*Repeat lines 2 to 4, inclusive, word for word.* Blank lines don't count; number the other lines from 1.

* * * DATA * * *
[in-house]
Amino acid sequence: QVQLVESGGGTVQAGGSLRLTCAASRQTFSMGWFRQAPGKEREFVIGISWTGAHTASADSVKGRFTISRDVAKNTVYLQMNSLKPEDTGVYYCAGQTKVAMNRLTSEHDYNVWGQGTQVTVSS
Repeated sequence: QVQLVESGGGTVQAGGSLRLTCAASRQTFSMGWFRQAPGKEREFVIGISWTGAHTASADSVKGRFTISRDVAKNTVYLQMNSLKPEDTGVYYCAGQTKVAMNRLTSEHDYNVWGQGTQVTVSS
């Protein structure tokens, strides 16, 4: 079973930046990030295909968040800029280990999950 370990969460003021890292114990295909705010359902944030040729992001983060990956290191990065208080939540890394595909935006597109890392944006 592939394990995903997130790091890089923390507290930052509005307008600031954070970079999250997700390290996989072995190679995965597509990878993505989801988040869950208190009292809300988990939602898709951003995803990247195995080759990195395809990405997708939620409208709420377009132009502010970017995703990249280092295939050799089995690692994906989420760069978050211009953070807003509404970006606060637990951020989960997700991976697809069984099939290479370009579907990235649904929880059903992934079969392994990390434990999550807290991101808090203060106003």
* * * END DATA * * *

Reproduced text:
Amino acid sequence: QVQLVESGGGTVQAGGSLRLTCAASRQTFSMGWFRQAPGKEREFVIGISWTGAHTASADSVKGRFTISRDVAKNTVYLQMNSLKPEDTGVYYCAGQTKVAMNRLTSEHDYNVWGQGTQVTVSS
Repeated sequence: QVQLVESGGGTVQAGGSLRLTCAASRQTFSMGWFRQAPGKEREFVIGISWTGAHTASADSVKGRFTISRDVAKNTVYLQMNSLKPEDTGVYYCAGQTKVAMNRLTSEHDYNVWGQGTQVTVSS
């Protein structure tokens, strides 16, 4: 079973930046990030295909968040800029280990999950 370990969460003021890292114990295909705010359902944030040729992001983060990956290191990065208080939540890394595909935006597109890392944006 592939394990995903997130790091890089923390507290930052509005307008600031954070970079999250997700390290996989072995190679995965597509990878993505989801988040869950208190009292809300988990939602898709951003995803990247195995080759990195395809990405997708939620409208709420377009132009502010970017995703990249280092295939050799089995690692994906989420760069978050211009953070807003509404970006606060637990951020989960997700991976697809069984099939290479370009579907990235649904929880059903992934079969392994990390434990999550807290991101808090203060106003």